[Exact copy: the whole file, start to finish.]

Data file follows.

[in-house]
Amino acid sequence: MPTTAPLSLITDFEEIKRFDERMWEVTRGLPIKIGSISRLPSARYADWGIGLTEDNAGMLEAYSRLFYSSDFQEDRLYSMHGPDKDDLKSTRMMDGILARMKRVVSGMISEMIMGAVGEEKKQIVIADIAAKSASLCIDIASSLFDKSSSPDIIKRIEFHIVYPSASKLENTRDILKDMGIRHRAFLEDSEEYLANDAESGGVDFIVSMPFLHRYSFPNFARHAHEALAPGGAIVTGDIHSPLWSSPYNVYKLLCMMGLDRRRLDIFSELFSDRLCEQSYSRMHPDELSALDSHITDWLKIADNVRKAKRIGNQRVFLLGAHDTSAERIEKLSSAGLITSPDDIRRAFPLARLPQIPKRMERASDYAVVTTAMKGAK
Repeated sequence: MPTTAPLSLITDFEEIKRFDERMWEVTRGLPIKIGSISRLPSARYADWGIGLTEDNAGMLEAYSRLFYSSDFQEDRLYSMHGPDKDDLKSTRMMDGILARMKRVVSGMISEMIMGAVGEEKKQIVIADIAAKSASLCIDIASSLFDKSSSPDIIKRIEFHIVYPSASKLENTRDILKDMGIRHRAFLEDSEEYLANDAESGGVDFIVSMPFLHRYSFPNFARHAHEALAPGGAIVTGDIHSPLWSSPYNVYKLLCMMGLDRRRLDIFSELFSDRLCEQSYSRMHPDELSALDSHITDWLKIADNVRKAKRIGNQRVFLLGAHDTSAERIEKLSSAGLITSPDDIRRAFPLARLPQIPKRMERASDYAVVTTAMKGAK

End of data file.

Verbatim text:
[in-house]
Amino acid sequence: MPTTAPLSLITDFEEIKRFDERMWEVTRGLPIKIGSISRLPSARYADWGIGLTEDNAGMLEAYSRLFYSSDFQEDRLYSMHGPDKDDLKSTRMMDGILARMKRVVSGMISEMIMGAVGEEKKQIVIADIAAKSASLCIDIASSLFDKSSSPDIIKRIEFHIVYPSASKLENTRDILKDMGIRHRAFLEDSEEYLANDAESGGVDFIVSMPFLHRYSFPNFARHAHEALAPGGAIVTGDIHSPLWSSPYNVYKLLCMMGLDRRRLDIFSELFSDRLCEQSYSRMHPDELSALDSHITDWLKIADNVRKAKRIGNQRVFLLGAHDTSAERIEKLSSAGLITSPDDIRRAFPLARLPQIPKRMERASDYAVVTTAMKGAK
Repeated sequence: MPTTAPLSLITDFEEIKRFDERMWEVTRGLPIKIGSISRLPSARYADWGIGLTEDNAGMLEAYSRLFYSSDFQEDRLYSMHGPDKDDLKSTRMMDGILARMKRVVSGMISEMIMGAVGEEKKQIVIADIAAKSASLCIDIASSLFDKSSSPDIIKRIEFHIVYPSASKLENTRDILKDMGIRHRAFLEDSEEYLANDAESGGVDFIVSMPFLHRYSFPNFARHAHEALAPGGAIVTGDIHSPLWSSPYNVYKLLCMMGLDRRRLDIFSELFSDRLCEQSYSRMHPDELSALDSHITDWLKIADNVRKAKRIGNQRVFLLGAHDTSAERIEKLSSAGLITSPDDIRRAFPLARLPQIPKRMERASDYAVVTTAMKGAK